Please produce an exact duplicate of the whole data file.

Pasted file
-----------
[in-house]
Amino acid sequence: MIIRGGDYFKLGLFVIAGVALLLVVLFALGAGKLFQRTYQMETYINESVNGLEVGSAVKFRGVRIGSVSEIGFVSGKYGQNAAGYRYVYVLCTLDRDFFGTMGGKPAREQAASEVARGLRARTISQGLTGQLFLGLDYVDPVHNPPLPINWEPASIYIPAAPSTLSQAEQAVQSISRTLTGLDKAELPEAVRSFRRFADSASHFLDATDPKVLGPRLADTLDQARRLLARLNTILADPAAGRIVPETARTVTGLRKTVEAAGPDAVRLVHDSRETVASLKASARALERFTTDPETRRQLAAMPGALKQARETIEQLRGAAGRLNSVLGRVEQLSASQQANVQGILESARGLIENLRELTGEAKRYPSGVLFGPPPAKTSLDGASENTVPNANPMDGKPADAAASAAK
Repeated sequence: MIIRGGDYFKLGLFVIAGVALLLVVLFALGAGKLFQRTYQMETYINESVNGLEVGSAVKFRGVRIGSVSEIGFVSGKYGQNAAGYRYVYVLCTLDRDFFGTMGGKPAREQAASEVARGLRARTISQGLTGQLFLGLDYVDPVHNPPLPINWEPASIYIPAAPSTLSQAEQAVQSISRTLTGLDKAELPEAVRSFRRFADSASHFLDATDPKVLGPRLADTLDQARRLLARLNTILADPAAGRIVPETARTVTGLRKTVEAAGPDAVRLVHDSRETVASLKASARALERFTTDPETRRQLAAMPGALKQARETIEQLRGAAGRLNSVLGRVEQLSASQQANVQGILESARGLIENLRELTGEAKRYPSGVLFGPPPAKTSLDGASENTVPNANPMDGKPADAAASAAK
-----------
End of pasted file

[in-house]
Amino acid sequence: MIIRGGDYFKLGLFVIAGVALLLVVLFALGAGKLFQRTYQMETYINESVNGLEVGSAVKFRGVRIGSVSEIGFVSGKYGQNAAGYRYVYVLCTLDRDFFGTMGGKPAREQAASEVARGLRARTISQGLTGQLFLGLDYVDPVHNPPLPINWEPASIYIPAAPSTLSQAEQAVQSISRTLTGLDKAELPEAVRSFRRFADSASHFLDATDPKVLGPRLADTLDQARRLLARLNTILADPAAGRIVPETARTVTGLRKTVEAAGPDAVRLVHDSRETVASLKASARALERFTTDPETRRQLAAMPGALKQARETIEQLRGAAGRLNSVLGRVEQLSASQQANVQGILESARGLIENLRELTGEAKRYPSGVLFGPPPAKTSLDGASENTVPNANPMDGKPADAAASAAK
Repeated sequence: MIIRGGDYFKLGLFVIAGVALLLVVLFALGAGKLFQRTYQMETYINESVNGLEVGSAVKFRGVRIGSVSEIGFVSGKYGQNAAGYRYVYVLCTLDRDFFGTMGGKPAREQAASEVARGLRARTISQGLTGQLFLGLDYVDPVHNPPLPINWEPASIYIPAAPSTLSQAEQAVQSISRTLTGLDKAELPEAVRSFRRFADSASHFLDATDPKVLGPRLADTLDQARRLLARLNTILADPAAGRIVPETARTVTGLRKTVEAAGPDAVRLVHDSRETVASLKASARALERFTTDPETRRQLAAMPGALKQARETIEQLRGAAGRLNSVLGRVEQLSASQQANVQGILESARGLIENLRELTGEAKRYPSGVLFGPPPAKTSLDGASENTVPNANPMDGKPADAAASAAK